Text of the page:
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The Benny Goodman Talent Agency

Published: 6/12/2012
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Benny Goodman, screenshot from "Stage Door Canteen" (Wikimedia Commons)

Benny Goodman was a huge influence on the jazz world in many ways. He ushered in the swing era, bringing jazz from shadowy clubs into the nation's spotlight and bringing fame to the musicians, like Gene Krupa, who played with him. He was an early integrator of jazz, inviting black musicians like Lionel Hampton to play with him regardless of the fact that segregated society still frowned upon such pairings. And he launched the musical careers of many who would go on to become legends themselves.

Today, 26 years after his death, we look at some of the musicians who had their first big break with Benny Goodman's band.

In 1931 Goodman heard a 16-year-old singer perform at New York club The Bright Spot. Two years later, that singer was ready to make her recording debut – with Goodman's band. The singer was Billie Holiday, and she recorded two songs with Goodman. "Riffin' the Scotch" became a hit… and a preview to a marvelous career.

Holiday went on to record a few songs with a pianist who would, himself, soon become an integral part of Goodman's band. Teddy Wilson had a definitive sound that was a great foil to Goodman's swingin' clarinet, and in 1935, Goodman broke segregation's barriers to put the young black man on stage and make him a permanent member of his trio. After several years with Goodman's band, Wilson went on to become a bandleader himself.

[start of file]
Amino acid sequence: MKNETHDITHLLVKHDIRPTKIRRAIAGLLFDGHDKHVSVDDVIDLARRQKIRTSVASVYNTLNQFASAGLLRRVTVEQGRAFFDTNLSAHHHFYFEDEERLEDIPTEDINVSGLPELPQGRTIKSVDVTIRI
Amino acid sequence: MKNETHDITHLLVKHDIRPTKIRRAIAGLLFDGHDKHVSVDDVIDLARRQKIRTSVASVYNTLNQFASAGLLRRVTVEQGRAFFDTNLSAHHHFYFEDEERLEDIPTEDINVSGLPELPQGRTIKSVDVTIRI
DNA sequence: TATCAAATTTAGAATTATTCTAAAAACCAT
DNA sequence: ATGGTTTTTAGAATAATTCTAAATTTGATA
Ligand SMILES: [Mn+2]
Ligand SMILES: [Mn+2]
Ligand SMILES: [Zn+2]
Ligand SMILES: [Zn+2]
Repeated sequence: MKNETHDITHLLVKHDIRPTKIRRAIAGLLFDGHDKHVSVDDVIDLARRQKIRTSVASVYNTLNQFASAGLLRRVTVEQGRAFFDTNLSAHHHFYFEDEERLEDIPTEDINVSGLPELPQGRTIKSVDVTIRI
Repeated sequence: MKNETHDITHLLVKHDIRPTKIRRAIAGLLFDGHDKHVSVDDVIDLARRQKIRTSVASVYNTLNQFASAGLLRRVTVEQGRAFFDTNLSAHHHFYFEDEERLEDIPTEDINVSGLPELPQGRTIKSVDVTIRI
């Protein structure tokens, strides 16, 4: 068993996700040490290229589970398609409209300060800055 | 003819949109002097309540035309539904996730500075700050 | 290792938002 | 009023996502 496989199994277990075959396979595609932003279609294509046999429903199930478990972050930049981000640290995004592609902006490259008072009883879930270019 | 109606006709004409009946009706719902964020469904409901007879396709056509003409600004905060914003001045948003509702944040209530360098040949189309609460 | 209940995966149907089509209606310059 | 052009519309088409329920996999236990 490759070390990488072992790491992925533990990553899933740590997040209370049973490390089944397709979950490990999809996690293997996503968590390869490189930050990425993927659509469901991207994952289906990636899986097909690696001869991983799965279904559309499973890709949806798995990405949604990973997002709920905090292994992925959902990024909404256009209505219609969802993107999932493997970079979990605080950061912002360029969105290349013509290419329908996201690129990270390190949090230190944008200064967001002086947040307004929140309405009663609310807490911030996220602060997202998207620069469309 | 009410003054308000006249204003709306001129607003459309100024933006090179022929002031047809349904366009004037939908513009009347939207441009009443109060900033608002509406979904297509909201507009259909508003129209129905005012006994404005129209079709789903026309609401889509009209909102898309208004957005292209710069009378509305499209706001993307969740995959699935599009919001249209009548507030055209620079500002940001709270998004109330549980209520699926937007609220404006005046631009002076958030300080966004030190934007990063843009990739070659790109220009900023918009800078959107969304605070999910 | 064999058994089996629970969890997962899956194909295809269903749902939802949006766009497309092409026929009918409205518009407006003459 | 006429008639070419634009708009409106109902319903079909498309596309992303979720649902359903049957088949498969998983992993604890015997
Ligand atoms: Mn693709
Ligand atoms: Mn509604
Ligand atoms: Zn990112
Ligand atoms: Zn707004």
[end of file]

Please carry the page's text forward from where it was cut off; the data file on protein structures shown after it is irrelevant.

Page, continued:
When Goodman saw Peggy Lee singing at Chicago's Buttery Room, he made her nervous with his intense stare. Lee thought the then-famous bandleader didn't like what he was hearing, but in fact, he was just concentrating hard – and, perhaps, thinking he had found his next singer. In 1941 Lee joined Goodman's band, and the collaboration soon produced her first No. 1 hit, "Somebody Else Is Taking My Place."

Goodman could be difficult to work with, and none of these musicians stayed with his band for a long time – after a few songs or a few years, they moved on to different things. But we're grateful for Goodman's eye for talent – and for his willingness to give future stars a chance to shine.

Written by Linnea Crowther

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